Ed enjoyed The Passion so much that he went on to take roles in HMS Pinafore and Guys and Dolls, which involved not only acting but singing and dancing. He also had a walk-on role in Servant to Two Masters.
♦ The Passion (1981, 1985), directed by James Dodding — Ed played Noah in the original Passion and in later productions he also played Lazarus and performed the voice of God.
Photo by Sarah Turner, Courtesy of Wake Forest University Theatre
Kim Christman: “One of the best memories I have was when Dad was learning how to do the sleight of hand trick with the dove as Noah. He was standing inside the ark ready to send off a dove to see if there was any land. He held a prop dove and was supposed to lower it below the edge of the ark out of sight of the audience, let it sit on a ledge below the edge of the ark and then lift his hands like he was sending it off into the sky.
“The first times he tried it, he didn’t quite let go of the dove in time, so it flopped over the side of the ark and bounced on the stage and just lay there motionless. We all started to laugh, and then Mr. Dodding said something like, ‘Ed, you need to practice.’ We all laughed even more.”
Jeff Lindquist: “In addition to playing Noah, Ed also played Lazarus. I remember the first time I heard him ‘coming back to life.’ It was amazing to me. He did this Darth Vader-type intake of breath, very slow, and then did the same as an exhale. Then he stepped out of the tomb. I loved listening to it every night of the run. I remember Ed in all three plays that I did with him (Passion, Pinafore, Guys and Dolls) for always being so optimistic and cheerful in rehearsal, regardless of the difficulty of the scenes, and in performance. Amazing!
♦ HMS Pinafore: The Lass That Loved a Sailor (1982), directed by James Dodding — Ed played Rumbo Rowlock. In this musical, Ed learned to sing and tap-dance on stage. He had a wonderful singing and tap-dancing instructor in Music Professor Teresa Radomski.
♦ Guys and Dolls (1983), directed by James Dodding — Ed played Arvide Abernathy, a member of the Salvation Army Band and a wonderful music teacher in David Levy. He sang a memorable solo of “More I Cannot Wish You” to the character Sarah Brown, played by Allyson Currin: “More I cannot wish you than to wish you find your love, your own true love this day…” Later, when Ed performed Allyson’s wedding, he sang this song to her at the rehearsal dinner.
Mary Lucy Bivens: “What a lovely, lovely man. I was lucky to be in three of those shows with Ed. And I remember in particular the fun we had as members of the Salvation Army Band in Guys and Dolls. They put me in a white wig. We might have joked how we looked like twins!”
Don Wolfe: “I recall Ed’s performance in Guys and Doll with great fondness. There were several factors at work. Ed had become great friends with Jim Dodding and admired him enormously. I think among other things Jim had encouraged Ed’s barely submerged performance instincts. Another incentive to be in the show was the fact that daughter Kim was in the cast. Most nights Jean Christman would show up in time for Arvide Abernathy’s (Ed) song, ‘More I Cannot Wish You’.” Jean’s fascination with the wonders of Ed and Kim’s performances was tangible and visible. The Christman family is wondrous, indeed.”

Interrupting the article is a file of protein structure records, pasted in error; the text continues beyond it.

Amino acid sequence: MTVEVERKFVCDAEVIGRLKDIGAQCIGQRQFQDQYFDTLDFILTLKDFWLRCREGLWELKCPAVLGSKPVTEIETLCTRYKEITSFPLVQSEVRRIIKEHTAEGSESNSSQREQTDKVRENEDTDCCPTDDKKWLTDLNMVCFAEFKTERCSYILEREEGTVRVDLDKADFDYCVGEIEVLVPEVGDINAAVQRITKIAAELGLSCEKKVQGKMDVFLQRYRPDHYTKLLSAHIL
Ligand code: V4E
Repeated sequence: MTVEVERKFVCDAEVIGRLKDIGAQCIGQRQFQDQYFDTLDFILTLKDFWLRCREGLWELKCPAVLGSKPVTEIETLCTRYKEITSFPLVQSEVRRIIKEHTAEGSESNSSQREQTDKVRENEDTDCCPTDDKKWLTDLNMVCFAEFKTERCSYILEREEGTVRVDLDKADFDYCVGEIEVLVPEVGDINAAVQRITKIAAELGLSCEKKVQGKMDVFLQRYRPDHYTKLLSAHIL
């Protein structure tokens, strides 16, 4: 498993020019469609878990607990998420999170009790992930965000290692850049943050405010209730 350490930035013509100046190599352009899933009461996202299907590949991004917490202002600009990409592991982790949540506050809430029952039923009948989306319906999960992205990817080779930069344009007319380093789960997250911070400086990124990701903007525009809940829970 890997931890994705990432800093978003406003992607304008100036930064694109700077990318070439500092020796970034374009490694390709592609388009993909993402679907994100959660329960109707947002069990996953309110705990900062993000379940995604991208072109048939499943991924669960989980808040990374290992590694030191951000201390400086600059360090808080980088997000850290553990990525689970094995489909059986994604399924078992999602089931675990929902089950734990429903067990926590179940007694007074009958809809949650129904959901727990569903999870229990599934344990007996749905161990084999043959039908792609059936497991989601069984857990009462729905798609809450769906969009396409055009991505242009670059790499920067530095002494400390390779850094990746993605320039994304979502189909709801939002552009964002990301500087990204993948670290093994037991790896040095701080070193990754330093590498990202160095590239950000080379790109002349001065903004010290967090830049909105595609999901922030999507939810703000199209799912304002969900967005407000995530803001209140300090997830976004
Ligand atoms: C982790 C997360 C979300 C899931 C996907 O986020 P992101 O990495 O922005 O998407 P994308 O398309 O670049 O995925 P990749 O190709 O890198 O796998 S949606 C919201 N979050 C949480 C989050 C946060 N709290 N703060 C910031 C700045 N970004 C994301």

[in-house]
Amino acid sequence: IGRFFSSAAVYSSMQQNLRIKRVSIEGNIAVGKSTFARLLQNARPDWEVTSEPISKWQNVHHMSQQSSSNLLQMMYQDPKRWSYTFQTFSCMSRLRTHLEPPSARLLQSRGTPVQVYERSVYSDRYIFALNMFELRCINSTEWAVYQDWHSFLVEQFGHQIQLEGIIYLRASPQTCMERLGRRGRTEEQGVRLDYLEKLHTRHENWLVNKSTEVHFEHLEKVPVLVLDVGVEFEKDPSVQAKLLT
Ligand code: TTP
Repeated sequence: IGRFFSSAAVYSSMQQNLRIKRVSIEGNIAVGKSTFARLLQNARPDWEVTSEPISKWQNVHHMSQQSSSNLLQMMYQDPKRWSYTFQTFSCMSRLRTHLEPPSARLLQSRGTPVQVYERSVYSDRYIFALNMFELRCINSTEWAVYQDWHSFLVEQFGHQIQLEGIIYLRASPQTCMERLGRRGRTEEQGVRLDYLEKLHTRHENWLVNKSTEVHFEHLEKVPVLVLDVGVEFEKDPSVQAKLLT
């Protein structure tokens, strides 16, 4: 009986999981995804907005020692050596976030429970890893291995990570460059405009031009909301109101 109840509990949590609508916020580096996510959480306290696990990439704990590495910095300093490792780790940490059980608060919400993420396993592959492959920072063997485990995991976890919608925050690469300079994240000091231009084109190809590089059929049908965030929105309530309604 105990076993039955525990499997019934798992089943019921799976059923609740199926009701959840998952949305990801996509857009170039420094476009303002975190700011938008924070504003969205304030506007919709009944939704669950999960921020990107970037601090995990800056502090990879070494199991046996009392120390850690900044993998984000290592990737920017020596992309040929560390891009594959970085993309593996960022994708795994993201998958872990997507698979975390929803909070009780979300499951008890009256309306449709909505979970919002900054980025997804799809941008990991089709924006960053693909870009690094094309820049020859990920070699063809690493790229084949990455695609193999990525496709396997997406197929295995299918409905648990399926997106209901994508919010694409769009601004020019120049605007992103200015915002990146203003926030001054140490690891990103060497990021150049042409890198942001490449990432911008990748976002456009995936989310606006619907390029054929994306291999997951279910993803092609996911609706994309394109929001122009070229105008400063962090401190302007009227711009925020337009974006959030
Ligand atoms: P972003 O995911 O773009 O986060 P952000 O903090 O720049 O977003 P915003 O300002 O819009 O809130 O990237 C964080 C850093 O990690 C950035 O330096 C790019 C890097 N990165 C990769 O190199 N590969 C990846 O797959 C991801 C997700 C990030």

♦ Servant to Two Masters (2003), directed by James Dodding — Ed played Il Capellano, a Very Special Waiter.
Ed wrote this specifically about the Passion Play, though it reflects his experience of the magic of the stage and the pleasure in working with Mr. Dodding:
“Being in a play is like living in New York, and I’m thankful to have lived in the big apple and tasted some of this one. On our way to the Macy’s parade, the subway became like the ark, a bit crowded at 86th Street, and a woman yelled at the new arrivals, go back where you came from, no way in New York, as the train moved on. Live by surprise and discipline in the midst of every conflict, thus every drama. Survival becomes a talent, and you can discover gifts you never knew are there.
“This play provided a chance for some to renew their quest for imaginative action, hard work, fun, while others of us begin with Wow! John McQueen, given the part of the boy Jesus says, I’ve always wanted to be an actor, yes. At the bakery, a woman offers thanks for the play, and at the library this afternoon, another says how much she enjoyed it, especially the finale, where she did sing but not too loudly because others did not, but she was moved. I felt I had to tell Mr. Dodding that.
“Those are real people on that stage; no regrets as a senior because now we have a chance to plant passion. The speech by Jesus which penetrates suggests everyone has a mouth, if governed as God would not need to spill except as we each give account of our story, drawn together by Mr. Dodding’s needle and thread into whole cloth. Shall we share that wholeness in silence broken by our director as he chooses…”
Many thanks to the Wake Forest University Theater faculty and alumni for sharing these stories.